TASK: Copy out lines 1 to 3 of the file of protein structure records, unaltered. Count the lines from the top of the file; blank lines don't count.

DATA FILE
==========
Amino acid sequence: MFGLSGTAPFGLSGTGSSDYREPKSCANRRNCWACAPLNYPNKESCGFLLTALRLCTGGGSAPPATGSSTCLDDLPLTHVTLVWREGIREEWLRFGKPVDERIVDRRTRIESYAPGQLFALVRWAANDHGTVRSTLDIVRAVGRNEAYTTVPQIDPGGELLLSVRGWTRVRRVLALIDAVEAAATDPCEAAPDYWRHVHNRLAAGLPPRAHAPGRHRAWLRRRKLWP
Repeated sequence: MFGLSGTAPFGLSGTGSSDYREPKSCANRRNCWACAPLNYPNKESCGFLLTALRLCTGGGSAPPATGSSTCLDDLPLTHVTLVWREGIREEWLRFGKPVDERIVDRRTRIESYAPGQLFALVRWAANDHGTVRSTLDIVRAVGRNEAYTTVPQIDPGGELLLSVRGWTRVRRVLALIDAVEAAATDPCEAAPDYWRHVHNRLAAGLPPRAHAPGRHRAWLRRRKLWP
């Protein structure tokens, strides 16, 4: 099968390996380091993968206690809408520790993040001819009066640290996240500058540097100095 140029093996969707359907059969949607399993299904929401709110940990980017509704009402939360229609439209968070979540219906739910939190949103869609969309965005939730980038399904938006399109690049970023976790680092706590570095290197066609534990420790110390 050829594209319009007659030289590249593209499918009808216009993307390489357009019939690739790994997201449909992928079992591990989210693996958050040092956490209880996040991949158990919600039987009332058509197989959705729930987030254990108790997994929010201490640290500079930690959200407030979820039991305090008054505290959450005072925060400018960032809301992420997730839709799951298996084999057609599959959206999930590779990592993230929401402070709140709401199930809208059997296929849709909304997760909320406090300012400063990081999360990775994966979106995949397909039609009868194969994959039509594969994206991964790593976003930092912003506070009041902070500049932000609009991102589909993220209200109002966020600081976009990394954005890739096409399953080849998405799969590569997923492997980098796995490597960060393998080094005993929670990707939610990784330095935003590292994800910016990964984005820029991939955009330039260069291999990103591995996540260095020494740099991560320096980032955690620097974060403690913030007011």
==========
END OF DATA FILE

Amino acid sequence: MFGLSGTAPFGLSGTGSSDYREPKSCANRRNCWACAPLNYPNKESCGFLLTALRLCTGGGSAPPATGSSTCLDDLPLTHVTLVWREGIREEWLRFGKPVDERIVDRRTRIESYAPGQLFALVRWAANDHGTVRSTLDIVRAVGRNEAYTTVPQIDPGGELLLSVRGWTRVRRVLALIDAVEAAATDPCEAAPDYWRHVHNRLAAGLPPRAHAPGRHRAWLRRRKLWP
Repeated sequence: MFGLSGTAPFGLSGTGSSDYREPKSCANRRNCWACAPLNYPNKESCGFLLTALRLCTGGGSAPPATGSSTCLDDLPLTHVTLVWREGIREEWLRFGKPVDERIVDRRTRIESYAPGQLFALVRWAANDHGTVRSTLDIVRAVGRNEAYTTVPQIDPGGELLLSVRGWTRVRRVLALIDAVEAAATDPCEAAPDYWRHVHNRLAAGLPPRAHAPGRHRAWLRRRKLWP
């Protein structure tokens, strides 16, 4: 099968390996380091993968206690809408520790993040001819009066640290996240500058540097100095 140029093996969707359907059969949607399993299904929401709110940990980017509704009402939360229609439209968070979540219906739910939190949103869609969309965005939730980038399904938006399109690049970023976790680092706590570095290197066609534990420790110390 050829594209319009007659030289590249593209499918009808216009993307390489357009019939690739790994997201449909992928079992591990989210693996958050040092956490209880996040991949158990919600039987009332058509197989959705729930987030254990108790997994929010201490640290500079930690959200407030979820039991305090008054505290959450005072925060400018960032809301992420997730839709799951298996084999057609599959959206999930590779990592993230929401402070709140709401199930809208059997296929849709909304997760909320406090300012400063990081999360990775994966979106995949397909039609009868194969994959039509594969994206991964790593976003930092912003506070009041902070500049932000609009991102589909993220209200109002966020600081976009990394954005890739096409399953080849998405799969590569997923492997980098796995490597960060393998080094005993929670990707939610990784330095935003590292994800910016990964984005820029991939955009330039260069291999990103591995996540260095020494740099991560320096980032955690620097974060403690913030007011």